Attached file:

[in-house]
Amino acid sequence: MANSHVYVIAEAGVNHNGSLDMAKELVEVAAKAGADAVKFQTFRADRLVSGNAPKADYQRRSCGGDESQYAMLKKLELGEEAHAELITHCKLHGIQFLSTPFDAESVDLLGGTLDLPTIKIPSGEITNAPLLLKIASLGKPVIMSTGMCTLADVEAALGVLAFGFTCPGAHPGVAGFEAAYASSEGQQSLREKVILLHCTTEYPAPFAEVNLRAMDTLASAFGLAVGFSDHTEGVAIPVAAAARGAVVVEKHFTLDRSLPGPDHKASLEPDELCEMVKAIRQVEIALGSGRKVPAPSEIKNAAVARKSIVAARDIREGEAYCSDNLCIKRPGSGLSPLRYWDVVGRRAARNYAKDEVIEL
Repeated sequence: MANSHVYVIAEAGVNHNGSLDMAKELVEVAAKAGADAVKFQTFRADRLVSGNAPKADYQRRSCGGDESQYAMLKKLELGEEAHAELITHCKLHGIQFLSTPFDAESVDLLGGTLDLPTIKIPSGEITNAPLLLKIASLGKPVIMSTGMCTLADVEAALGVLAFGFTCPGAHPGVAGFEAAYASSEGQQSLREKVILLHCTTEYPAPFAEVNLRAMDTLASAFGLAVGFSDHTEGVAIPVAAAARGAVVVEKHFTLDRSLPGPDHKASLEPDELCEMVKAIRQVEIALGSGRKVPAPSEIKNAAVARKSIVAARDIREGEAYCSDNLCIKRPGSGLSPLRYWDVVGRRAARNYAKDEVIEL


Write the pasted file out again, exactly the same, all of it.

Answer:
[in-house]
Amino acid sequence: MANSHVYVIAEAGVNHNGSLDMAKELVEVAAKAGADAVKFQTFRADRLVSGNAPKADYQRRSCGGDESQYAMLKKLELGEEAHAELITHCKLHGIQFLSTPFDAESVDLLGGTLDLPTIKIPSGEITNAPLLLKIASLGKPVIMSTGMCTLADVEAALGVLAFGFTCPGAHPGVAGFEAAYASSEGQQSLREKVILLHCTTEYPAPFAEVNLRAMDTLASAFGLAVGFSDHTEGVAIPVAAAARGAVVVEKHFTLDRSLPGPDHKASLEPDELCEMVKAIRQVEIALGSGRKVPAPSEIKNAAVARKSIVAARDIREGEAYCSDNLCIKRPGSGLSPLRYWDVVGRRAARNYAKDEVIEL
Repeated sequence: MANSHVYVIAEAGVNHNGSLDMAKELVEVAAKAGADAVKFQTFRADRLVSGNAPKADYQRRSCGGDESQYAMLKKLELGEEAHAELITHCKLHGIQFLSTPFDAESVDLLGGTLDLPTIKIPSGEITNAPLLLKIASLGKPVIMSTGMCTLADVEAALGVLAFGFTCPGAHPGVAGFEAAYASSEGQQSLREKVILLHCTTEYPAPFAEVNLRAMDTLASAFGLAVGFSDHTEGVAIPVAAAARGAVVVEKHFTLDRSLPGPDHKASLEPDELCEMVKAIRQVEIALGSGRKVPAPSEIKNAAVARKSIVAARDIREGEAYCSDNLCIKRPGSGLSPLRYWDVVGRRAARNYAKDEVIEL